West Texas Blues focuses on material from Juke Boy Bonner, The Nightcaps, Guitar Gable and others to preserve the history of the Texas sound.

“I want people to know there is a real history to Ausin blues, and it’s complicated, and it’s a rich history, and it’s a wonderful history,” Flanigin said. “Everything we do, everything we’ve ever done, has been a celebration in honoring these people.”

-Andrew Blanton

   

Briscoe Releases New Psych-Folk Single "Sailing Away"

 

They profess inspiration from both modern Americana and Van Morrison, and Briscoe hit the bullseye on their new single, “Sailing Away”. The inspirational muses are wisely chosen, too; much of Van Morrison’s early works morphed from singer/songwriter odes drenched in the warm notes of Irish folk music to psychedelic works more in line with what the Wilson brothers were cooking up - and modern Americana, as broad a genre as it may be, has a whole branch that swings down into Texas Country Rock; the two musical stylings mesh swimmingly because the writing pushes the listener to really feel what the singer is feeling, and in turn focus less on what is being said.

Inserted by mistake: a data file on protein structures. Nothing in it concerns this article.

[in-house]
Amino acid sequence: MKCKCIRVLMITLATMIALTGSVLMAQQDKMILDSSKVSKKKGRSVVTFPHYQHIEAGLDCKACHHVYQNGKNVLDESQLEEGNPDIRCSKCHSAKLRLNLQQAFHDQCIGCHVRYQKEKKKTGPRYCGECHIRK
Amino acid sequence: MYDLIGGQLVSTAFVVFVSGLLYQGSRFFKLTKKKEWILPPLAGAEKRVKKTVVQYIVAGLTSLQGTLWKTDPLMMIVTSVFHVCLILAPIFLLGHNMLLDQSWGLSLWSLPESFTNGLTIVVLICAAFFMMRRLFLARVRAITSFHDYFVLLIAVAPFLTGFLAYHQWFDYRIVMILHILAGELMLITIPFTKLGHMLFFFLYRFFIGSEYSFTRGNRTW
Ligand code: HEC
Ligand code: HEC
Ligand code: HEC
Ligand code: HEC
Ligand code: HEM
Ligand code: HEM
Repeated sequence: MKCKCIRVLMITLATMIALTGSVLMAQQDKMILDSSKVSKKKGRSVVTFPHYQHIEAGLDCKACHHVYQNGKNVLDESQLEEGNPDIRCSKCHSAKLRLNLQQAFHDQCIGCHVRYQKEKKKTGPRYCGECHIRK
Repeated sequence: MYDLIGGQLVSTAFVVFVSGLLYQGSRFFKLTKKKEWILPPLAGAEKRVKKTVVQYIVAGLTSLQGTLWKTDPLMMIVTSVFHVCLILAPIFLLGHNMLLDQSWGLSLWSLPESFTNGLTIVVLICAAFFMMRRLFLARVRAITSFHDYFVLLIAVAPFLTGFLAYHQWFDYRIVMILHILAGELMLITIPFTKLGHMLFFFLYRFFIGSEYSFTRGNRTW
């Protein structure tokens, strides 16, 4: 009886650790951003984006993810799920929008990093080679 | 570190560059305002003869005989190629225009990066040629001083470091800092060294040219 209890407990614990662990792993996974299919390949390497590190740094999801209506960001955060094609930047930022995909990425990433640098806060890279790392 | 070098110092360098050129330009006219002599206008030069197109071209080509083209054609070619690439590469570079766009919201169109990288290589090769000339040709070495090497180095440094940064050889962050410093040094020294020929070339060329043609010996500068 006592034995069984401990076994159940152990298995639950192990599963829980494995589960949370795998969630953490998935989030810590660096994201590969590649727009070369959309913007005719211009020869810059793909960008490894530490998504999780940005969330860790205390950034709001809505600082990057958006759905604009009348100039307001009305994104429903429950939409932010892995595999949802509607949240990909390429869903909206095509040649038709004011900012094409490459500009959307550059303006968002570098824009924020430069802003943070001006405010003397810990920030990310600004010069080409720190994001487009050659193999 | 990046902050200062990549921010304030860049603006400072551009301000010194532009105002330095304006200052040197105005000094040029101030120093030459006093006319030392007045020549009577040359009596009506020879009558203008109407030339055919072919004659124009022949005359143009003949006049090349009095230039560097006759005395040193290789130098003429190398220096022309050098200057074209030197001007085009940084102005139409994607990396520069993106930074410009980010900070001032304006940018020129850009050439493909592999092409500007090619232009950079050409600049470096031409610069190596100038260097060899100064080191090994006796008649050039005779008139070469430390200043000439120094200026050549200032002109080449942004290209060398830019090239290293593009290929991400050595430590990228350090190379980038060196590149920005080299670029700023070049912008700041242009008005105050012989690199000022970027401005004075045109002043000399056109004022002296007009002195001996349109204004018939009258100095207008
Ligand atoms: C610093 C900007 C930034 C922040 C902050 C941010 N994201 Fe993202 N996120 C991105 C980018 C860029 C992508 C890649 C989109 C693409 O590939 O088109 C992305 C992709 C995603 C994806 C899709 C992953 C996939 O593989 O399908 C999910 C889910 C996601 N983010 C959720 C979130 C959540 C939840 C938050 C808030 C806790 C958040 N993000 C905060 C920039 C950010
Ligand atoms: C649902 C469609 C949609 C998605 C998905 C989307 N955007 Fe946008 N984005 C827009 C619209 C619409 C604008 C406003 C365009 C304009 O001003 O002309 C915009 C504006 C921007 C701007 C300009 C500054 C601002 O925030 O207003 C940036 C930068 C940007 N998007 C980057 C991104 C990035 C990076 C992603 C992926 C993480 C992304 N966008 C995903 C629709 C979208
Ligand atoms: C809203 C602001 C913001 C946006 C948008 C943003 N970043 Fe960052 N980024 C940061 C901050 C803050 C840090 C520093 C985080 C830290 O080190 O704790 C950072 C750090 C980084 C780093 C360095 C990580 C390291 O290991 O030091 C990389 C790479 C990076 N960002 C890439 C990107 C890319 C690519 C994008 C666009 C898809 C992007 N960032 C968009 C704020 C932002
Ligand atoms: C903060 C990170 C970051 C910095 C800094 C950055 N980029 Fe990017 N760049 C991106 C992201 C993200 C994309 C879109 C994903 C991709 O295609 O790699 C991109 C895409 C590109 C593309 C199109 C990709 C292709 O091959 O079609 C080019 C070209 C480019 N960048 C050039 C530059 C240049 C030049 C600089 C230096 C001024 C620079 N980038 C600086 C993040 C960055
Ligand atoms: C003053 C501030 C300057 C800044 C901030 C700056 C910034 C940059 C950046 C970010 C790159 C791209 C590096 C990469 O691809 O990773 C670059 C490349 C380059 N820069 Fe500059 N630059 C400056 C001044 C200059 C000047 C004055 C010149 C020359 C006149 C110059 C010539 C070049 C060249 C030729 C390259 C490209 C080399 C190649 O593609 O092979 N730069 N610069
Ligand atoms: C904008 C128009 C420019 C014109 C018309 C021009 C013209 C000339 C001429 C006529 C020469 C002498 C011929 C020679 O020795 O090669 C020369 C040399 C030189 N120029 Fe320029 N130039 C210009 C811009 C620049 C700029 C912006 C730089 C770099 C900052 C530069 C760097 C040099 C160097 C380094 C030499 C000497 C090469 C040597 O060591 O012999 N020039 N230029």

“Sailing Away” beams in like an easy Galveston breeze over some finely-plucked guitar strings. The first chorus lays down the groundwork for a nicely built-up second chorus that beefs up the instrumental, while the narrator’s tone is bright and saccharine. “She told me she was leavin’,” he sings with an aching drone, a wail that tugs at your shirt from behind you as you walk away.

Whether or not he just goes back to sit on that sandy and sunny European beach, our narrator surely is going to lose the girl he wants. She’s leaving, and he’s out on the ocean of his own mind, sailing away. But is shesailing away, too? Is hereally leaving her?The back-and-forth of perspective, especially when it shifts so quickly, is engaging; it lends an endearing quality to the narrator’s story, even if he is too sun-dazed to notice he’s told the same story three times.